Child Custody Terms Coparents Need to Know
When parents separate or are otherwise not in a relationship, deciding how they will coparent their children is a critical step. A legal agreement – called a parenting plan – must include specific details before it is approved by a judge.
A parenting plan is unique to the situation but addresses the following components:
- Where the child will live most of the time
- Each parent’s decision-making power for the child
- Visitation and vacation schedules
- Child support award
- How the parents will resolve disagreements
It’s important to have a thorough understanding of Washington child custody terms. There are two types of custody: legal and physical. Within these two categories, a parent can have either joint or sole custody. Interestingly, Washington law does not specifically use that exact language but does include the concepts.
Physical custody refers to where the child lives. The parenting plan outlines where the child will live until their 18th birthday. The child cannot sleep in two different places on the same night. In most cases, an exact 50/50 split is virtually impossible. The child typically lives more days with one parent (primary).
Legal custody has nothing to do with the child’s residence. Legal custody refers to who has decision making power for the child.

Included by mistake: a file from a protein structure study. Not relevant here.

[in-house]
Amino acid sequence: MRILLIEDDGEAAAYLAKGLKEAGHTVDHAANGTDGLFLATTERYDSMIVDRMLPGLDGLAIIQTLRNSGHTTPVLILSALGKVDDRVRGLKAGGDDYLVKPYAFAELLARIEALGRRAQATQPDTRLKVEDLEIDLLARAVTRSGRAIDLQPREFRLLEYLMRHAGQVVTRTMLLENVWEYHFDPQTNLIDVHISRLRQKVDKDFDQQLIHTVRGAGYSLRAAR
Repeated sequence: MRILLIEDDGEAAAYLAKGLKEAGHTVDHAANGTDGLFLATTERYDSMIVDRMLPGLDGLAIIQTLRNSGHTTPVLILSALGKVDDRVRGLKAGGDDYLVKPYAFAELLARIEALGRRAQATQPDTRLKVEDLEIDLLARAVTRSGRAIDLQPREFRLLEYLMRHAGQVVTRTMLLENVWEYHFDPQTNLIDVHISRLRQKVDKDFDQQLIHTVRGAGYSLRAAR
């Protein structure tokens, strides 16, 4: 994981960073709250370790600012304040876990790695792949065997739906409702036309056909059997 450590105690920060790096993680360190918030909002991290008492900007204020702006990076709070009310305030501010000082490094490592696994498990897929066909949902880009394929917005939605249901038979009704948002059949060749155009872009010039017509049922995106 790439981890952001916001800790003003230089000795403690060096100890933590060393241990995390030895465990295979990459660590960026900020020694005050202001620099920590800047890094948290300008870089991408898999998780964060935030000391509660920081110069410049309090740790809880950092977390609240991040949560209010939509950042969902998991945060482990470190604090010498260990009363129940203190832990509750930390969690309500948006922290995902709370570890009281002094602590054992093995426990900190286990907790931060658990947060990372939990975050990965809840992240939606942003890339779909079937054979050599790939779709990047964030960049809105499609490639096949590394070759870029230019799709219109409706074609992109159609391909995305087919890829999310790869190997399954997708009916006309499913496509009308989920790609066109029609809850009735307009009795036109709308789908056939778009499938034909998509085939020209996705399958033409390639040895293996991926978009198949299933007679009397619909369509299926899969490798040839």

The parent with legal custody chooses where the child goes to school, whether the child is vaccinated, and many other determinations.
Sole vs. Joint Custody
Within the umbrella categories of physical and legal custody are two different arrangements, sole and joint. Sole custody means that only one parent is given the right. Joint gives the right to both parents.
There are multiple possible custody arrangements:
- Sole legal custody, sole physical custody: The child lives all the time with one parent. That parent also has the right to make all decisions for the child.
- Joint legal custody, sole physical custody: Parents share in making decisions for the child, but the child lives only with one parent.
- Sole legal custody, joint physical custody: The child alternates living with each parent, but only one parent makes decisions for the child.
- Joint legal custody, joint physical custody: Both parents have the power to make decisions for the child. The child rotates living with each parent.
If a parent is awarded sole physical custody, the non-custodial parent is typically given significant visitation time with the child. Washington courts presume that the child’s best interests are served by having a relationship with both parents. The court can order only supervised visitation or deny all contact in cases where the child’s safety and well-being could be compromised.
In sole legal custody, one parent is granted the right to make all decisions on behalf of the child. The other parent can make emergency decisions such as medical care when the child is with them.
Parenting Plans that Work for the Whole Family
As seasoned family law attorneys, we are experienced in tough child custody cases. Everyone typically wants what is best for the children, but parents can have different opinions on what that means. Our experience enables us to find creative, practical solutions that work for each family.
Contact us online or call 206-397-0399 to schedule a consultation if you are considering divorce or a parenting plan modification.